News International has been accused of having “no respect for the advertising process” and “amateurism” following the six-month pitch for The Times 7m account.
Rainey Kelly Campbell Roalfe scooped the business after a pitch process involving at least seven agencies. A decision is expected within ten days on The Sunday Times account, which is being chased by Ogilvy & Mather, Publicis, EURO RSCG Wnek Gosper and the incumbent, Arc Advertising. Arc, Publicis and O&M were also part of the final shortlist for The Times.
But some agency heads are angry about the way they have been treated. And the accusations levelled against the Wapping-based organisation appear to be more than just sour grapes.
“This is a classic example of a company that has little or no respect for advertising,” says one agency source. “They see advertising as a commodity, so I probably should not be too surprised. But when you consider agencies are not just suppliers, but double as clients, it is remarkable.”
Seven agencies were originally invited – the above five plus WCRS and Lowe Howard-Spink – to pitch for the combined newspapers account. A shortlist of three was then drawn up, but increased to five when it was decided to make two separate lists for the business.
Competing brand campaigns for both titles were put into qualitative and quantitative research.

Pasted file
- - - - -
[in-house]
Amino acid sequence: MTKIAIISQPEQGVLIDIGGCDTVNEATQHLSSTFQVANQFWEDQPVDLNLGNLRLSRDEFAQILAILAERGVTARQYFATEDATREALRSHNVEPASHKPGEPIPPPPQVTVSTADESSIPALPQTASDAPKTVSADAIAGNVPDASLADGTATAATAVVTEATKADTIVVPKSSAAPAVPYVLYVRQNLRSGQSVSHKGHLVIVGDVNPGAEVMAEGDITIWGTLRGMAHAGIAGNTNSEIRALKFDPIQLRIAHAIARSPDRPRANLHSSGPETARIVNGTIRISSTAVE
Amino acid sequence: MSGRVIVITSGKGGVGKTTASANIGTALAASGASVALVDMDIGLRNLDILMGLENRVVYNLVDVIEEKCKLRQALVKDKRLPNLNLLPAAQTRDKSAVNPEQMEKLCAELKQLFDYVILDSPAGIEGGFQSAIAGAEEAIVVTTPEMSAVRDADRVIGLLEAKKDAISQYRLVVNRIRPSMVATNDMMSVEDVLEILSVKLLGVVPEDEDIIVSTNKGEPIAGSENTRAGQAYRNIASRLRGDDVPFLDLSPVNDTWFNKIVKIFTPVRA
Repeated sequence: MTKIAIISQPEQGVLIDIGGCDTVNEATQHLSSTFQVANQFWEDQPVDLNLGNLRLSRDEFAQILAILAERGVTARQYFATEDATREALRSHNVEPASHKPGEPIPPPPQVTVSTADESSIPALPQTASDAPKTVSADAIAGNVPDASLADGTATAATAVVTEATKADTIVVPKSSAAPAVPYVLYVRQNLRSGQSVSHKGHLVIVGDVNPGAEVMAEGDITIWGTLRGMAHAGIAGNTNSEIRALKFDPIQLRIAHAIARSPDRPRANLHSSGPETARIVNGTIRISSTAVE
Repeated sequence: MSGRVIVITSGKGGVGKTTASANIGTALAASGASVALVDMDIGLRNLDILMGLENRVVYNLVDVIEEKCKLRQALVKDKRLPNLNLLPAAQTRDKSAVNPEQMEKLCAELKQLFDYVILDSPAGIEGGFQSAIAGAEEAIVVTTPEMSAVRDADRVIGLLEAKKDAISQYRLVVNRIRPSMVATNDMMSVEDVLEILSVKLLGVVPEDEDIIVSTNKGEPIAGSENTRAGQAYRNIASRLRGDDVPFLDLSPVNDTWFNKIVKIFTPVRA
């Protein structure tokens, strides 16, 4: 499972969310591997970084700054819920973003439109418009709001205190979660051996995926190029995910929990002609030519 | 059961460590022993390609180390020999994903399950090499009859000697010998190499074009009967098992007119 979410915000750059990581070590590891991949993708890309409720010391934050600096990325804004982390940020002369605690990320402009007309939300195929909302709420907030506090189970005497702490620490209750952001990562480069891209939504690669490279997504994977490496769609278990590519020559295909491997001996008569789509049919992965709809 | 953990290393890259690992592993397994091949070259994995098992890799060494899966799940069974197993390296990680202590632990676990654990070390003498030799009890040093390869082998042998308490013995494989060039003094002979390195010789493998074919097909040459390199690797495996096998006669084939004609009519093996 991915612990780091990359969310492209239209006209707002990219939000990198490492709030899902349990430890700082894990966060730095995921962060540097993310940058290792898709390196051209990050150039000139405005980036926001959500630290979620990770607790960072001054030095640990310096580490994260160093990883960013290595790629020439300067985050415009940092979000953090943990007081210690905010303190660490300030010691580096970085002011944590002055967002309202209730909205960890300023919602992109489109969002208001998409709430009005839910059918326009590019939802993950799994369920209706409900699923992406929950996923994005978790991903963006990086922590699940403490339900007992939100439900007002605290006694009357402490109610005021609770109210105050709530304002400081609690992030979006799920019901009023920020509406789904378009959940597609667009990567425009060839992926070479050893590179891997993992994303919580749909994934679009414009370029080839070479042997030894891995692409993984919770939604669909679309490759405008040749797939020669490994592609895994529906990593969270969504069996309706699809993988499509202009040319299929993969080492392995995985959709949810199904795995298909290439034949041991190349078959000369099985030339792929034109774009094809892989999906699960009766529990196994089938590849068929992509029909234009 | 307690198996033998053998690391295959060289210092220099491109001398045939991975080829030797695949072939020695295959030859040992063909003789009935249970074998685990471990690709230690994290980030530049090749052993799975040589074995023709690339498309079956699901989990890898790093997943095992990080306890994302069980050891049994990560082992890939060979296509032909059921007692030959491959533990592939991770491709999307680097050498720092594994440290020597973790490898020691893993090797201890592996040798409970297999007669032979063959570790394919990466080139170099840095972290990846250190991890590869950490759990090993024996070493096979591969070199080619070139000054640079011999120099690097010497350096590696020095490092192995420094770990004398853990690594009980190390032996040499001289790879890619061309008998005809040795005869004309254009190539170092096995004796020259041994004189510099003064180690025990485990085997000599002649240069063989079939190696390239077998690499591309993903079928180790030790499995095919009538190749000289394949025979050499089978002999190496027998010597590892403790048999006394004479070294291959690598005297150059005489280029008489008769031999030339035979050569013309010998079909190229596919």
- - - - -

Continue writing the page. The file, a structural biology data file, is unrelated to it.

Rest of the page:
News International insisted that all agencies sign contracts allowing the newspaper group to use any creative ideas discussed during the process without any comeback from the agencies. It is not an uncommon procedure but one that the agencies believe will lead to their ideas being used uncredited.
The criticism has been rejected by Times Newspapers marketing director Toby Constantine, who says it is merely “sour grapes”. “We have conducted ourselves with professionalism, paid each agency for the work and then researched the final campaigns before making a decision. Unfortunately, agencies do suffer from sour grapes when they don’t win.”
Rainey Kelly will have to maintain the growth in circulation that has been achieved through price cutting and continue The Times’ attack on The Daily Telegraph’s market leadership. The price war boosted circulation from 354,000 in August 1993 to more than 675,000 last month.
“The Times’ success has re-arranged the broadsheet market,” says Rainey Kelly managing director Jim Kelly. “We look forward to working with the editor and publisher to break through to market leadership.”
It is understood that Rainey Kelly will develop tactical work next month, which will be followed by The Times’ first branding campaign in the spring.
This mirrors the approach of The Telegraph, which has tried to marry tactical and brand campaigns in the past.